In 1963 at the Turin Motor Show a Coupé appeared the 2300 Lausanne, three years later, always at the same motor show two cars, destined to have a particular success, made their debut: the Fiat Dino Spider and the Fiat 124 Sport Spider. The first, built on a Fiat floorpan with a modified Ferrari 6- cylinder engine, previewed in the stubby tail these circular lights that were to typify the Ferrari cars of the Eighties. In its various evolutions, including the 1982 Spider Europa, the 124 was for Pininfarina a “big issue” model with over 200,000 units produced, of which 180,000 were sold in the USA. The Dino and the 124 were both mass produced in the Pininfarina factories. The Spider Europa was the first model to be manufactured and distributed, above all in the USA, with the Pininfarina badge on the bonnet.
The Coupé version of the 130, the outcome of Fiat-Pininfarina teamwork, is one of the most representative of Italian-produced cars. A derivative of the prestigious Fiat 130 with 6-cylinder engine, it is a refined Coupé with the sleek, elegantly classic lines of its period.
A theory emerged in the Eighties that the only way to be industrially competitive was to manufacture a limited number of models in huge volumes, in particular on multipurpose saloons for every country. Then everything changed in the Nineties, bringing a revived emphasis on niche models and the parallel decision to continue co-operating with coachbuilders and designers for the esthetical and technical development of its new products.
The partnership produced various designs and that’s not all. More importantly a new and interesting relationship developed between Fiat and Pininfarina, a relationship represented by the Coupé previewed at the Bologna Motor Show in 1993. It has to be said that Fiat’s confidence in Pininfarina is a constant in the history of the two Companies.
Thinking back to the Fifties, it is worth remembering how the coachbuilding business was shaken when mass production got under way in Italy with the Fiat 600 in 1955 and by the engineering manufacturing revolution that followed the introduction of the stress-bearing body. That seemed at the time to mark the end of the one-off models that individuals eager to own a really distinctive car used to commission from the expert coachbuilder. Many coachbuilders suffered this situation and actually did go out of business, but others were stimulated to move with industrial production that would have allowed them to successfully go on with their activity.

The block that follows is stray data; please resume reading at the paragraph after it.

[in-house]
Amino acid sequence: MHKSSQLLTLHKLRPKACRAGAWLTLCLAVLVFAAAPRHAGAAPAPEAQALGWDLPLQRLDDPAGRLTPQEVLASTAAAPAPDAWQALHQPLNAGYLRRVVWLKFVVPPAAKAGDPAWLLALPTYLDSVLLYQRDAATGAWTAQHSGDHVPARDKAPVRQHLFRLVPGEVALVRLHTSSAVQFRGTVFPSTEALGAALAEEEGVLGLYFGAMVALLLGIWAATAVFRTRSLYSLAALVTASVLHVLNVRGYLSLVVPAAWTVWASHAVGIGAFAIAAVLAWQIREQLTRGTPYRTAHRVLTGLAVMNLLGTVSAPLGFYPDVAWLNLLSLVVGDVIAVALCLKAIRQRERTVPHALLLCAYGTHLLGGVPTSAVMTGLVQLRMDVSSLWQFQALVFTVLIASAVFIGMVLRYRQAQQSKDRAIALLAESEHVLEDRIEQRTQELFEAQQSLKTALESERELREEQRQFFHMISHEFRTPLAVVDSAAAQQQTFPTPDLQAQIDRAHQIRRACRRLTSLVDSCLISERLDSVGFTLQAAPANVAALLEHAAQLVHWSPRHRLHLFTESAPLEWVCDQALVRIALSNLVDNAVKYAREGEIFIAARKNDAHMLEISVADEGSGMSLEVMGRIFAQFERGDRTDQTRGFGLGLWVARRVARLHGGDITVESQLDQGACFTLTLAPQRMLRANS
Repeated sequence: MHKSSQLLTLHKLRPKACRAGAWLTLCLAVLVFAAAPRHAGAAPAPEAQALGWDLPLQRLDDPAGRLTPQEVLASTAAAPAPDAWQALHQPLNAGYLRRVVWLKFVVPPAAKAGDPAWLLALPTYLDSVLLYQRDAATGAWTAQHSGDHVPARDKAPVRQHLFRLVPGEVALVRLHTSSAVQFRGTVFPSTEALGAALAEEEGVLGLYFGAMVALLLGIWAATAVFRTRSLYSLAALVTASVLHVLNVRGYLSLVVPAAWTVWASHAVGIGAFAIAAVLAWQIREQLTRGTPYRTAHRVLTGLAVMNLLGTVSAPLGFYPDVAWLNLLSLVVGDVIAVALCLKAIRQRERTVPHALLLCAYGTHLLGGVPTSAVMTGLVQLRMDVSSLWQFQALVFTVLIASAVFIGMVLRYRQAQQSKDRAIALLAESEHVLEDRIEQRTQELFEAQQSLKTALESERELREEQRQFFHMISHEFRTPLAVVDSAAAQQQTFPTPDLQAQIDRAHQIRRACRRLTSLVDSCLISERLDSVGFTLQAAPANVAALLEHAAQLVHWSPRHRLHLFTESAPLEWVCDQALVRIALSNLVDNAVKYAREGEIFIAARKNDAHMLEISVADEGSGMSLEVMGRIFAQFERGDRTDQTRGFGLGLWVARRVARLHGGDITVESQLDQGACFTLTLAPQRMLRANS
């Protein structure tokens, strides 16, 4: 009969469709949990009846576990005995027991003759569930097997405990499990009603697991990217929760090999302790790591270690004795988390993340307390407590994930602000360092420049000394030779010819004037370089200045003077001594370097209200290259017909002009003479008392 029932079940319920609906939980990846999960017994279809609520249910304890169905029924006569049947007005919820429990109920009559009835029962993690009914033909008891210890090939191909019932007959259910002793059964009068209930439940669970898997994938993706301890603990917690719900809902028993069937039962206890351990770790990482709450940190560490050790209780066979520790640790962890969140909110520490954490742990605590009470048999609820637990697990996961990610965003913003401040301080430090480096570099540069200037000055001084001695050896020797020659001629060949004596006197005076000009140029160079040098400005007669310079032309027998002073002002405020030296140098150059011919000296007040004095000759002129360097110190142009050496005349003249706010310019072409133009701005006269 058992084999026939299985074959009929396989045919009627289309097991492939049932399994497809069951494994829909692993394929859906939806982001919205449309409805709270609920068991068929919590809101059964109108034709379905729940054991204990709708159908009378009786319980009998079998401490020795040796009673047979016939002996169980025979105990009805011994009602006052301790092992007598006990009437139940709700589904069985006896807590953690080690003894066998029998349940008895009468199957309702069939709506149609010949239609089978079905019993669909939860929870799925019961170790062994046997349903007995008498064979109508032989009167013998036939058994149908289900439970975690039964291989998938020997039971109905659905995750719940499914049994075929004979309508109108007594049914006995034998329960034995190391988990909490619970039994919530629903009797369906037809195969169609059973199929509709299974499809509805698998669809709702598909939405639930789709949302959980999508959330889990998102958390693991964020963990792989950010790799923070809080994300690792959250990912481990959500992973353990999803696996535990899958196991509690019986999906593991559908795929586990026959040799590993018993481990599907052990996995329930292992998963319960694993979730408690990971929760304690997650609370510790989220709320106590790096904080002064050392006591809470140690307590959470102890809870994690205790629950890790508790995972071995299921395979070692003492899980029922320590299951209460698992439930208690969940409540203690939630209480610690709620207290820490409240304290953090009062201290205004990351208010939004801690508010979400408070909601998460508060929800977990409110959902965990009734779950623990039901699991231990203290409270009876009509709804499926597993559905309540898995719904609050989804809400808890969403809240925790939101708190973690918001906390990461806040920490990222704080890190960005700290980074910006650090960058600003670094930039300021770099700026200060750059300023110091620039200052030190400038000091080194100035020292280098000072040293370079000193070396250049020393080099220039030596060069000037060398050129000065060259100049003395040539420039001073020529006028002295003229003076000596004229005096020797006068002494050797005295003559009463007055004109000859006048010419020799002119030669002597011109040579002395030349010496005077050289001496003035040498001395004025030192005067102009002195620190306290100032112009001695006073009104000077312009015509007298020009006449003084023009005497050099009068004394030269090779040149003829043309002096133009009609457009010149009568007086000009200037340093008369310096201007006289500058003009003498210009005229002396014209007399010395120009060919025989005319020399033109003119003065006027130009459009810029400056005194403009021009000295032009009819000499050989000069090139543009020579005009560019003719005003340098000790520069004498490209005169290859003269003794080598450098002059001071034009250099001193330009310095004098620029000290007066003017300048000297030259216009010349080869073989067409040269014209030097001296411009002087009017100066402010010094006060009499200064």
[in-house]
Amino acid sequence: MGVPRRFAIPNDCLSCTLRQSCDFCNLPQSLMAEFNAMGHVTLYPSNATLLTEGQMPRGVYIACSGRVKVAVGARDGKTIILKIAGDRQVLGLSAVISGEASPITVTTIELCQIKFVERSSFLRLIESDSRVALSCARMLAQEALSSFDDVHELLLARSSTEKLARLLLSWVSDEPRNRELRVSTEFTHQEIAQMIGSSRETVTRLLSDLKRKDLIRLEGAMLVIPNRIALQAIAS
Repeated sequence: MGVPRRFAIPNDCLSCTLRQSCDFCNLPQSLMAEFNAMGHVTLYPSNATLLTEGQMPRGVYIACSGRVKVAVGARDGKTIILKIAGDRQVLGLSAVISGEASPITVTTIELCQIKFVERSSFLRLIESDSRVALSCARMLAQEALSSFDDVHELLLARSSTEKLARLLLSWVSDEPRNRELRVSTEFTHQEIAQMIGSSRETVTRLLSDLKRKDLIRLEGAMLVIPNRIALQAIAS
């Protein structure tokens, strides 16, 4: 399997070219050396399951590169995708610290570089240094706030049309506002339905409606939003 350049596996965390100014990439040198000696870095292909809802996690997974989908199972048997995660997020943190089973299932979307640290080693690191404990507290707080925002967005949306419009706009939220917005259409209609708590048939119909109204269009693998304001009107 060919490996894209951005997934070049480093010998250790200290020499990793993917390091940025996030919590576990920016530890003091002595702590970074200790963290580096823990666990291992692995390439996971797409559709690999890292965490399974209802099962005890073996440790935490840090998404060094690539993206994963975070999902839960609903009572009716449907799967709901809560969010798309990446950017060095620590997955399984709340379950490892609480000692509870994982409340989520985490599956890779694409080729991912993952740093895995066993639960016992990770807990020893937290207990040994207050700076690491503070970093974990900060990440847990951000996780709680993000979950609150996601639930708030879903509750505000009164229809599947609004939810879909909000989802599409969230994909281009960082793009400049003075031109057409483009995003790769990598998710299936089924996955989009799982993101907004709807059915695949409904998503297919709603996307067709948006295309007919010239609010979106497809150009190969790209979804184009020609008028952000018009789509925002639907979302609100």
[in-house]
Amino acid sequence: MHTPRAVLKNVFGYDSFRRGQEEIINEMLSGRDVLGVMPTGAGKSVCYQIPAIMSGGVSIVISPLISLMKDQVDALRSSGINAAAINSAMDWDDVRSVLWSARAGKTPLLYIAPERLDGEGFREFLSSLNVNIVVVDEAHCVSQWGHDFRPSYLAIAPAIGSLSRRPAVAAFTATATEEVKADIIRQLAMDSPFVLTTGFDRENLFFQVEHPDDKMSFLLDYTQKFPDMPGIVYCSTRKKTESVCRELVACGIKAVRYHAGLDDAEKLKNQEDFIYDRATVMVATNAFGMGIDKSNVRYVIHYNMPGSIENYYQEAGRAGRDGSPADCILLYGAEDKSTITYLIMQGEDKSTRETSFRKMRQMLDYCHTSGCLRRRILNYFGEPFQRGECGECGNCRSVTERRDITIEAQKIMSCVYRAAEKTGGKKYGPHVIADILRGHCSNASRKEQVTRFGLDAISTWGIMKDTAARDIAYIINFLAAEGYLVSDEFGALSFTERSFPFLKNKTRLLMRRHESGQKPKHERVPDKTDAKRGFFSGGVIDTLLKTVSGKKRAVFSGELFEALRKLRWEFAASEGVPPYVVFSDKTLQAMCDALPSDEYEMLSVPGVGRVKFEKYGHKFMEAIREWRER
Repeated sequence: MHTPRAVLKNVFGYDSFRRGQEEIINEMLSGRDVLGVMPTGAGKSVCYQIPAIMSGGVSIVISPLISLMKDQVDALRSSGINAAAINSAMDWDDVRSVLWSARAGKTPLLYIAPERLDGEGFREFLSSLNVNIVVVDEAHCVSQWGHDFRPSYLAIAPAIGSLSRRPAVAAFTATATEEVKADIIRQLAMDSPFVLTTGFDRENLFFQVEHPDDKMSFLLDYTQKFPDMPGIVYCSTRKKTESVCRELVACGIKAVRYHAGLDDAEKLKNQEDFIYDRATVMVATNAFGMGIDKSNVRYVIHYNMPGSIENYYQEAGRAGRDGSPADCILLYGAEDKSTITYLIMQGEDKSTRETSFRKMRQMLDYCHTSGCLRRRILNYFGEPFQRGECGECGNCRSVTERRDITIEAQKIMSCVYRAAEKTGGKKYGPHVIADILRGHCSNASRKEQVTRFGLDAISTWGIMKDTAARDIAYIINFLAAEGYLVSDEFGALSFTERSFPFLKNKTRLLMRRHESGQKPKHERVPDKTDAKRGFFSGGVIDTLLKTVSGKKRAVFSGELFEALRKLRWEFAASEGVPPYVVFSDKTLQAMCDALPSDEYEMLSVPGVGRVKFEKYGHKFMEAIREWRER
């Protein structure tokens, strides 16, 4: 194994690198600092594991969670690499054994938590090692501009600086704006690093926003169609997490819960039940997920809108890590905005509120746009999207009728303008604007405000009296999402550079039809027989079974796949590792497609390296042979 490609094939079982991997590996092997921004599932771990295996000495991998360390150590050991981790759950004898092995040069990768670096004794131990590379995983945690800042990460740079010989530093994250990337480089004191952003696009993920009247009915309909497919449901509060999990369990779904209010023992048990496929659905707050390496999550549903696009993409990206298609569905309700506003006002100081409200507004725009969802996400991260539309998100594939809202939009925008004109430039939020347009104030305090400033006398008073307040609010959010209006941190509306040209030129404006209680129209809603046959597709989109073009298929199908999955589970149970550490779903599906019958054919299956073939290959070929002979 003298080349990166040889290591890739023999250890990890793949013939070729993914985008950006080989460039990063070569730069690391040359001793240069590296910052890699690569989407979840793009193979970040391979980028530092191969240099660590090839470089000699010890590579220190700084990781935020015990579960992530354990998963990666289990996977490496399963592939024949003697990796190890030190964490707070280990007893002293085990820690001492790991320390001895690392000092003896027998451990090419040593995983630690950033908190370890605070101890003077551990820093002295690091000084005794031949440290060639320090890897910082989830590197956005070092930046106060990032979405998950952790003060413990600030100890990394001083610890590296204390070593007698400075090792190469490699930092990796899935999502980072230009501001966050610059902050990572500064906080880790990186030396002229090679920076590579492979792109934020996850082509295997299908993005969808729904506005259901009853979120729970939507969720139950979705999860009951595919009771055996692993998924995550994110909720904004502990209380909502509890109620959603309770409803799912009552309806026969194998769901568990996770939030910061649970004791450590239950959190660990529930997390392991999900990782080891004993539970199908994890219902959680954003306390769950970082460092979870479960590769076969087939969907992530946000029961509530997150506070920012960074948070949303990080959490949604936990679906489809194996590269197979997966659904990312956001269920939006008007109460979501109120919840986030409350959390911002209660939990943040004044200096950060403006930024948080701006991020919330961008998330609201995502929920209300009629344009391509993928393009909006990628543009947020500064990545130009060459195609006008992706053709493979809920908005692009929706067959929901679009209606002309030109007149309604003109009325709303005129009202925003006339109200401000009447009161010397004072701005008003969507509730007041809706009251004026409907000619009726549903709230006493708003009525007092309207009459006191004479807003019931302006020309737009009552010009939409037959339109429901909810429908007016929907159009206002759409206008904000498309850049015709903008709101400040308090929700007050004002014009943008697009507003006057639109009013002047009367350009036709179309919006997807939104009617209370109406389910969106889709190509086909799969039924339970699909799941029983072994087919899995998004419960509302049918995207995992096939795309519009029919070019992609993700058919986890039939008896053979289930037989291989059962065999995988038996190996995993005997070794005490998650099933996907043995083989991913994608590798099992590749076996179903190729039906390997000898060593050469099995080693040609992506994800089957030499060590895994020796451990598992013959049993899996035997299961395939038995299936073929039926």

FIAT offered a kind of ‘sponsorship’ allowing coachbuilders to make a major technical leap forward. Those who exploited that opportunity correctly were able to combine pure design work with industrial activity, setting up, like us, engineering and research centres. Another major event occurred during Pininfarina’s period of industrial development. That was Fiat’s decision to entrust Pininfarina with the production of its Campagnola, an off-road vehicle for civilian and military use that was manufactured between 1974 and 1979.
“For the first time Fiat assigned us such a task and it was tremendously important to us as a stimulus to further expansion on the manufacturing side” comments Sergio Pininfarina.
One of the fundamental aspects in the relationship between FIAT and the Italian coachbuilders is the support that, over the years has always accompanied the evolution of the sector and, therefore, of Italian style in general.
So Fiat, as a reference point and also as a winning image of Italy. The future seems to be challenging as never before for the car. But the collaboration with Fiat represents for Pininfarina a mutual stimulation, an opportunity to conduct design and engineering researches in a partnership that is bound to make the whole industry more competitive.